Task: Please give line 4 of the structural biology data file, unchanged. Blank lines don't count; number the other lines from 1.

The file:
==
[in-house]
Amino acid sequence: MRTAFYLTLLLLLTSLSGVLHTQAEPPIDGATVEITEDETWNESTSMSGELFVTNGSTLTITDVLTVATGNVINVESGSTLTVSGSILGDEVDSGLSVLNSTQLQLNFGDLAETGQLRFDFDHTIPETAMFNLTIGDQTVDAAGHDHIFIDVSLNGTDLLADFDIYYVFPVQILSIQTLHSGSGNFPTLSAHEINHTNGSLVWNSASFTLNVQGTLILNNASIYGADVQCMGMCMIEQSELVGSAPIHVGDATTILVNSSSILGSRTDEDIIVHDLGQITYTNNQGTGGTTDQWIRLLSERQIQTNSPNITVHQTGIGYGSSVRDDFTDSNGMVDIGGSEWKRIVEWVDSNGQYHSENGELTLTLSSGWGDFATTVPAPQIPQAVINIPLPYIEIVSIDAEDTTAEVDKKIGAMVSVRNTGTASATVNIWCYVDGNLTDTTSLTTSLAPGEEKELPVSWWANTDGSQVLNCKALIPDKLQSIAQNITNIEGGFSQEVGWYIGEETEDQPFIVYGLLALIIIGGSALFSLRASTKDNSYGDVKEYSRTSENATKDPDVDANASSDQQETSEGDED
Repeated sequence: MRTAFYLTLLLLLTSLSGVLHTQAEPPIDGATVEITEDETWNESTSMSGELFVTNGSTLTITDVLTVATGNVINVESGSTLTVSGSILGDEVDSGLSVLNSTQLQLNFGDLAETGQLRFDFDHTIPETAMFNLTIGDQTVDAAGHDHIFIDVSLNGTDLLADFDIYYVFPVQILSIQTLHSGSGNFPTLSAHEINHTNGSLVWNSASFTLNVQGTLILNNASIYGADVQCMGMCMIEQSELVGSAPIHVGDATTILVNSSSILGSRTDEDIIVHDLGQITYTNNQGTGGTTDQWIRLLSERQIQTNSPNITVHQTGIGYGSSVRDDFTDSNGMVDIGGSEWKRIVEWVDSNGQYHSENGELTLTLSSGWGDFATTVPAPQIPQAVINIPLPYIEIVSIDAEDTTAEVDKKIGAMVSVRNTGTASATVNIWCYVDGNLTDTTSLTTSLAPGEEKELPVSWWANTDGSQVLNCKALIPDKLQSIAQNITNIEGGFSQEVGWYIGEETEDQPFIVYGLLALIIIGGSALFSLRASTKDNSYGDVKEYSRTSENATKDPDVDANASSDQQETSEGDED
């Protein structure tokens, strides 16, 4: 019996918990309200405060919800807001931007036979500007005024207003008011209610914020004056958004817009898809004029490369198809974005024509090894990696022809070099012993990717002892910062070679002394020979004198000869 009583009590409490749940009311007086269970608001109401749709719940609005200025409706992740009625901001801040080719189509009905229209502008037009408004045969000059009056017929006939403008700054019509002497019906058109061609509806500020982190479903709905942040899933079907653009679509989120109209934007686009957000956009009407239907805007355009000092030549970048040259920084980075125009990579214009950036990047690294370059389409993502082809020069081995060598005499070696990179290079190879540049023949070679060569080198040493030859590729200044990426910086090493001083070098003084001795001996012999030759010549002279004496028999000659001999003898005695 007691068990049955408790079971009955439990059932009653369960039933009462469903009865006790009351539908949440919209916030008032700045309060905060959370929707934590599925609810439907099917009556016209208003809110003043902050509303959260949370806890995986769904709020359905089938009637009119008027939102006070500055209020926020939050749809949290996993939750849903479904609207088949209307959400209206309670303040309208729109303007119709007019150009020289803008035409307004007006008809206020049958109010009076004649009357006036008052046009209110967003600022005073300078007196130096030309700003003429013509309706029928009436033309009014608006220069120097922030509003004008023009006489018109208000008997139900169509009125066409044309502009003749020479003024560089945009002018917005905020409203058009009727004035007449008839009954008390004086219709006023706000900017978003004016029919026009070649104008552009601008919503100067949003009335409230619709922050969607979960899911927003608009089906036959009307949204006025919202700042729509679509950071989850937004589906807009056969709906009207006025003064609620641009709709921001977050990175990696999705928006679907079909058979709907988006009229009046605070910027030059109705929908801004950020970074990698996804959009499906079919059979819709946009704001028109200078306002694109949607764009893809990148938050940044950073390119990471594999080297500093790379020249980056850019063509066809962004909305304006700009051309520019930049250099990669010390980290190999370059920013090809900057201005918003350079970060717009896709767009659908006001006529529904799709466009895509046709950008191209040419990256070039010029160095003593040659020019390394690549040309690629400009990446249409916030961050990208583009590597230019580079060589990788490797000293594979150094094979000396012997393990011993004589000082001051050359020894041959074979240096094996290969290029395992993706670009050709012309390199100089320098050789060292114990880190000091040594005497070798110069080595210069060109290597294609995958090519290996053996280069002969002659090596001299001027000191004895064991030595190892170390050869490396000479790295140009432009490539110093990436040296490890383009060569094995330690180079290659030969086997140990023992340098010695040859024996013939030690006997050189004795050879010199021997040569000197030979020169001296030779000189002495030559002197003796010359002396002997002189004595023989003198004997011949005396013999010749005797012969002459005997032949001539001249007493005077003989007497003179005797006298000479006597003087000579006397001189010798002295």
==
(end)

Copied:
């Protein structure tokens, strides 16, 4: 019996918990309200405060919800807001931007036979500007005024207003008011209610914020004056958004817009898809004029490369198809974005024509090894990696022809070099012993990717002892910062070679002394020979004198000869 009583009590409490749940009311007086269970608001109401749709719940609005200025409706992740009625901001801040080719189509009905229209502008037009408004045969000059009056017929006939403008700054019509002497019906058109061609509806500020982190479903709905942040899933079907653009679509989120109209934007686009957000956009009407239907805007355009000092030549970048040259920084980075125009990579214009950036990047690294370059389409993502082809020069081995060598005499070696990179290079190879540049023949070679060569080198040493030859590729200044990426910086090493001083070098003084001795001996012999030759010549002279004496028999000659001999003898005695 007691068990049955408790079971009955439990059932009653369960039933009462469903009865006790009351539908949440919209916030008032700045309060905060959370929707934590599925609810439907099917009556016209208003809110003043902050509303959260949370806890995986769904709020359905089938009637009119008027939102006070500055209020926020939050749809949290996993939750849903479904609207088949209307959400209206309670303040309208729109303007119709007019150009020289803008035409307004007006008809206020049958109010009076004649009357006036008052046009209110967003600022005073300078007196130096030309700003003429013509309706029928009436033309009014608006220069120097922030509003004008023009006489018109208000008997139900169509009125066409044309502009003749020479003024560089945009002018917005905020409203058009009727004035007449008839009954008390004086219709006023706000900017978003004016029919026009070649104008552009601008919503100067949003009335409230619709922050969607979960899911927003608009089906036959009307949204006025919202700042729509679509950071989850937004589906807009056969709906009207006025003064609620641009709709921001977050990175990696999705928006679907079909058979709907988006009229009046605070910027030059109705929908801004950020970074990698996804959009499906079919059979819709946009704001028109200078306002694109949607764009893809990148938050940044950073390119990471594999080297500093790379020249980056850019063509066809962004909305304006700009051309520019930049250099990669010390980290190999370059920013090809900057201005918003350079970060717009896709767009659908006001006529529904799709466009895509046709950008191209040419990256070039010029160095003593040659020019390394690549040309690629400009990446249409916030961050990208583009590597230019580079060589990788490797000293594979150094094979000396012997393990011993004589000082001051050359020894041959074979240096094996290969290029395992993706670009050709012309390199100089320098050789060292114990880190000091040594005497070798110069080595210069060109290597294609995958090519290996053996280069002969002659090596001299001027000191004895064991030595190892170390050869490396000479790295140009432009490539110093990436040296490890383009060569094995330690180079290659030969086997140990023992340098010695040859024996013939030690006997050189004795050879010199021997040569000197030979020169001296030779000189002495030559002197003796010359002396002997002189004595023989003198004997011949005396013999010749005797012969002459005997032949001539001249007493005077003989007497003179005797006298000479006597003087000579006397001189010798002295």